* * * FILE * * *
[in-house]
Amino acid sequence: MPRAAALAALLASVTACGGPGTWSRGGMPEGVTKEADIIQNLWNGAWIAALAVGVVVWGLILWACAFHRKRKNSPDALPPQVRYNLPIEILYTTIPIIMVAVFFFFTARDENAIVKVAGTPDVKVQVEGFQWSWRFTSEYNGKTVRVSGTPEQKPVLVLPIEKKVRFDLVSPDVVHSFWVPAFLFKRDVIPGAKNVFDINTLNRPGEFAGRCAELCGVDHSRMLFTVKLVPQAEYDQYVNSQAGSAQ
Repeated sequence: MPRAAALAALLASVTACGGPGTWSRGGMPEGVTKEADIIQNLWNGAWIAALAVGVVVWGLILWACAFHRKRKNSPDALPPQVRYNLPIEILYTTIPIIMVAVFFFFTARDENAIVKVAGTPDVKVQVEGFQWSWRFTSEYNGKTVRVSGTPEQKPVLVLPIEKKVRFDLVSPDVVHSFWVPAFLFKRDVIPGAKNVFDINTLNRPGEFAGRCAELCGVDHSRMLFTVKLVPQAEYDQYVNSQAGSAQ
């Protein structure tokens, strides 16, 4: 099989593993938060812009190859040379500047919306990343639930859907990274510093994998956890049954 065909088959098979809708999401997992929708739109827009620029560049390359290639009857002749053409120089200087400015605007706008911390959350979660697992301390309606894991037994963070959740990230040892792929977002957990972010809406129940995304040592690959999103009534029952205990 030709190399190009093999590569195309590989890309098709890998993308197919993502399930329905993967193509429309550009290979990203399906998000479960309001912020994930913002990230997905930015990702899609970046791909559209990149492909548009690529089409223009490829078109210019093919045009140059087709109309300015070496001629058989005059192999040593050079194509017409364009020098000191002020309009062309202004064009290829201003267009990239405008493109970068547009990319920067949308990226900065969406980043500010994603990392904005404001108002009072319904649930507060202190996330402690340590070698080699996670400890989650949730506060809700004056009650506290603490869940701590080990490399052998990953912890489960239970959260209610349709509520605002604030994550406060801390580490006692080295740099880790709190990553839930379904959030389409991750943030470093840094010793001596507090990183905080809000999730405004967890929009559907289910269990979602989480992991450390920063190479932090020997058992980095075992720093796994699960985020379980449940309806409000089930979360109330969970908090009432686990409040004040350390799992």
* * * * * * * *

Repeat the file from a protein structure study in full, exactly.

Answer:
[in-house]
Amino acid sequence: MPRAAALAALLASVTACGGPGTWSRGGMPEGVTKEADIIQNLWNGAWIAALAVGVVVWGLILWACAFHRKRKNSPDALPPQVRYNLPIEILYTTIPIIMVAVFFFFTARDENAIVKVAGTPDVKVQVEGFQWSWRFTSEYNGKTVRVSGTPEQKPVLVLPIEKKVRFDLVSPDVVHSFWVPAFLFKRDVIPGAKNVFDINTLNRPGEFAGRCAELCGVDHSRMLFTVKLVPQAEYDQYVNSQAGSAQ
Repeated sequence: MPRAAALAALLASVTACGGPGTWSRGGMPEGVTKEADIIQNLWNGAWIAALAVGVVVWGLILWACAFHRKRKNSPDALPPQVRYNLPIEILYTTIPIIMVAVFFFFTARDENAIVKVAGTPDVKVQVEGFQWSWRFTSEYNGKTVRVSGTPEQKPVLVLPIEKKVRFDLVSPDVVHSFWVPAFLFKRDVIPGAKNVFDINTLNRPGEFAGRCAELCGVDHSRMLFTVKLVPQAEYDQYVNSQAGSAQ
């Protein structure tokens, strides 16, 4: 099989593993938060812009190859040379500047919306990343639930859907990274510093994998956890049954 065909088959098979809708999401997992929708739109827009620029560049390359290639009857002749053409120089200087400015605007706008911390959350979660697992301390309606894991037994963070959740990230040892792929977002957990972010809406129940995304040592690959999103009534029952205990 030709190399190009093999590569195309590989890309098709890998993308197919993502399930329905993967193509429309550009290979990203399906998000479960309001912020994930913002990230997905930015990702899609970046791909559209990149492909548009690529089409223009490829078109210019093919045009140059087709109309300015070496001629058989005059192999040593050079194509017409364009020098000191002020309009062309202004064009290829201003267009990239405008493109970068547009990319920067949308990226900065969406980043500010994603990392904005404001108002009072319904649930507060202190996330402690340590070698080699996670400890989650949730506060809700004056009650506290603490869940701590080990490399052998990953912890489960239970959260209610349709509520605002604030994550406060801390580490006692080295740099880790709190990553839930379904959030389409991750943030470093840094010793001596507090990183905080809000999730405004967890929009559907289910269990979602989480992991450390920063190479932090020997058992980095075992720093796994699960985020379980449940309806409000089930979360109330969970908090009432686990409040004040350390799992």